Social Security rally

Demonstrators protest GOP attempts to cut Social Security on February 24, 2023 in Bridgewater, New Jersey.

(Photo: Dave Kotinsky/Getty Images for MoveOn)

82% of Voters Oppose GOP Push to Cut Social Security for Americans Under 50: Poll

"Voters would rather see taxes on wealthy Americans to ensure Social Security remains a guarantee for all," said the head of Data for Progress.

The vast majority of U.S. voters across the political spectrum don't support Republican proposals to gut Social Security benefits for Americans under age 50, according to polling results published Tuesday by the progressive think tank Data for Progress.

The survey, conducted Friday and Saturday, showed that 82% of all likely voters somewhat or strongly oppose policies that would mean "Americans currently under 50 would receive fewer Social Security benefits when they retire than those who receive Social Security benefits today."

Opposition was relatively consistent across parties: 84% of Democrats, 83% of Republicans, and 80% of Independents or third-party voters. The figures were also roughly the same regardless of age, gender, and education level.

Data for Progress further found that 72% of respondents—including 76% of Democrats, 66% of Republicans, and 72% of Independents or third-party voters—are "less likely to vote for a candidate who supported cutting future Social Security benefits for Americans currently under 50."

Back in January 2020, then-President Donald Trump—who is currently the front-runner for the GOP's 2024 nomination, despite his various legal issues and the argument that he is constitutionally disqualified from holding office again—said that programs like Social Security are "the easiest of all things" to cut.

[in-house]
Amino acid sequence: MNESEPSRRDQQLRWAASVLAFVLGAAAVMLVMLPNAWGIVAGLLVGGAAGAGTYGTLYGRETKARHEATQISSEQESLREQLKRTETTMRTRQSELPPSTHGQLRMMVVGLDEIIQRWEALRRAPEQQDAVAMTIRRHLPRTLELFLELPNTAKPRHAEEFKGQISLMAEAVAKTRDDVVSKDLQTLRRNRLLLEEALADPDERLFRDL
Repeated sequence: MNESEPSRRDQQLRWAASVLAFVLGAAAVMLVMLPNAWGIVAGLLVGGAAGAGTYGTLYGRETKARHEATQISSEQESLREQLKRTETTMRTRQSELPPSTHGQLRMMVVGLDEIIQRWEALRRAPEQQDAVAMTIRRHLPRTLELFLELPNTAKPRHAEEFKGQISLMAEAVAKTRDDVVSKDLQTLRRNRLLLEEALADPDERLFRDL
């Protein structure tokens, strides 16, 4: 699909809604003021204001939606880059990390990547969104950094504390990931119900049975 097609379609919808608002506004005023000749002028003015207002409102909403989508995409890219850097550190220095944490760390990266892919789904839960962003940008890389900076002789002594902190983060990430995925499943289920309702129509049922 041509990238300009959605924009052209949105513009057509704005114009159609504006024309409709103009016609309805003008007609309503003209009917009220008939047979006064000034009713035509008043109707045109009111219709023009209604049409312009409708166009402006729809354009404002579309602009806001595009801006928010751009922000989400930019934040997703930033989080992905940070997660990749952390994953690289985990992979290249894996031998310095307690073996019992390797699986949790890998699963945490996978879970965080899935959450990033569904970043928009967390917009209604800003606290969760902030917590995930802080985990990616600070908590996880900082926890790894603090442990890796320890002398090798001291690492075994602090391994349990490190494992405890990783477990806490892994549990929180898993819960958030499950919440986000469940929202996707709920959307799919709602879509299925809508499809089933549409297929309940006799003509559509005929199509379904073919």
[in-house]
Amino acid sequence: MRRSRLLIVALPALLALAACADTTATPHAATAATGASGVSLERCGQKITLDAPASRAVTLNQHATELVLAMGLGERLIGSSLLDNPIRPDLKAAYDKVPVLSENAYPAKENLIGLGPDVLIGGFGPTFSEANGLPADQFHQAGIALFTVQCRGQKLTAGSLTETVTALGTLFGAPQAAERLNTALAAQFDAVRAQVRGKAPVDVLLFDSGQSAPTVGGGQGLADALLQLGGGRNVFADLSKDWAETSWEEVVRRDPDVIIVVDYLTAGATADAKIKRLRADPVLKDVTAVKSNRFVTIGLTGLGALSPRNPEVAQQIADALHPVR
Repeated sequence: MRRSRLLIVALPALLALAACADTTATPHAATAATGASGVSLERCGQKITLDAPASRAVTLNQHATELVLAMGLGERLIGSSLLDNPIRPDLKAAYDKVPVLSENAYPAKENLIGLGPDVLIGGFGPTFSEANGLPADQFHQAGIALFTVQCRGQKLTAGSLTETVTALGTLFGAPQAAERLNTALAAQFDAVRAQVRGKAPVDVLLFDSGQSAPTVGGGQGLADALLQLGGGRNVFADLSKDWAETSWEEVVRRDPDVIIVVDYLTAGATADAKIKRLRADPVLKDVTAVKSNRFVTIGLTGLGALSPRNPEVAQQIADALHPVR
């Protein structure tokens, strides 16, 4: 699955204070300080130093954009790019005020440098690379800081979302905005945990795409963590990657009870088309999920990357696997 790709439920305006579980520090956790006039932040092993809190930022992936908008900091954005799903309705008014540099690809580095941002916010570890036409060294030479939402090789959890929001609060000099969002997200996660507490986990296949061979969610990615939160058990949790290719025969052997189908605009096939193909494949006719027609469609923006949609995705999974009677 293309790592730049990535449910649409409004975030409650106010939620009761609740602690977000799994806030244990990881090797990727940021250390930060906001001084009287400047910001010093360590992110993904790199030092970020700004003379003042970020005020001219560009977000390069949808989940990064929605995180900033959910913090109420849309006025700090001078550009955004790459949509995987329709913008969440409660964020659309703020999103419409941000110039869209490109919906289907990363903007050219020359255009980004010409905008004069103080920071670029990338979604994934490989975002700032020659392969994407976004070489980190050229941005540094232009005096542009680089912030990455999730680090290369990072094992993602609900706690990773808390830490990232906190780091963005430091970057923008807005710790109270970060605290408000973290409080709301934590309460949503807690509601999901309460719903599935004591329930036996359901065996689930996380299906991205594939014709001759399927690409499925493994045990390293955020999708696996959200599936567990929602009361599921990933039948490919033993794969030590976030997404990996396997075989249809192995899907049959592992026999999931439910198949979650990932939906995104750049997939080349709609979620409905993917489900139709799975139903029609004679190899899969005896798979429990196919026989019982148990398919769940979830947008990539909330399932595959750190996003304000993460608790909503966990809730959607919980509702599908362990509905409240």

Three of Trump's Republican 2024 opponents—Florida Gov. Ron DeSantis, ex-Vice President Mike Pence, and former South Carolina Gov. Nikki Haley—are now publicly pushing for changes to the program that would affect younger people.

Republicans in the U.S. House of Representatives have also set their sights on the program and are currently fighting for funding cuts to the Social Security Administration that Julie Tippens, legislative director of the American Federation of Government Employees, recently warned would "devastate the agency's ability to serve the American public."

Earlier this year, House Speaker Kevin McCarthy (R-Calif.) announced plans to establish a "commission" to examine ways to cut Social Security, and the 175-member Republican Study Committee proposed raising the program's full retirement age to 69.

As Data for Progress press secretary Abby Spring wrote in a Tuesday blog post:

Republicans have argued that these proposed Social Security cuts are necessary to ensure that Social Security remains financially solvent—meaning the program would have enough funds to fully pay out beneficiaries—without affecting seniors currently receiving Social Security benefits.

However, other proposals, such as the Social Security Expansion Act or Social Security 2100, could extend the solvency of Social Security while increasing benefits for current and new recipients. These plans would be paid for by increasing taxes on wealthy Americans.

The think tank's poll also revealed widespread support for using tax hikes targeting the wealthy to sustain Social Security. Specifically, such policies were backed by 77% of everyone surveyed, including 83% of Democrats, 63% of Republicans, and 76% of Independents or third-party voters

"When it comes to Social Security, candidates in the Republican Party are seemingly competing over who can offer the least popular proposals," said Data for Progress executive director Danielle Deiseroth. "No one—not even Republican voters—wants cuts to Social Security benefits for Americans under 50. Instead, voters would rather see taxes on wealthy Americans to ensure Social Security remains a guarantee for all."

Democratic President Joe Biden, who is seeking reelection, "proposed increasing taxes on the rich and businesses to prevent Medicare from running out of funds. But the latest White House budget does not propose a solution for extending Social Security," The Washington Postnoted last month. "Numerous congressional Democrats have called for trillions in new taxes to avoid the Social Security shortfall, as well."

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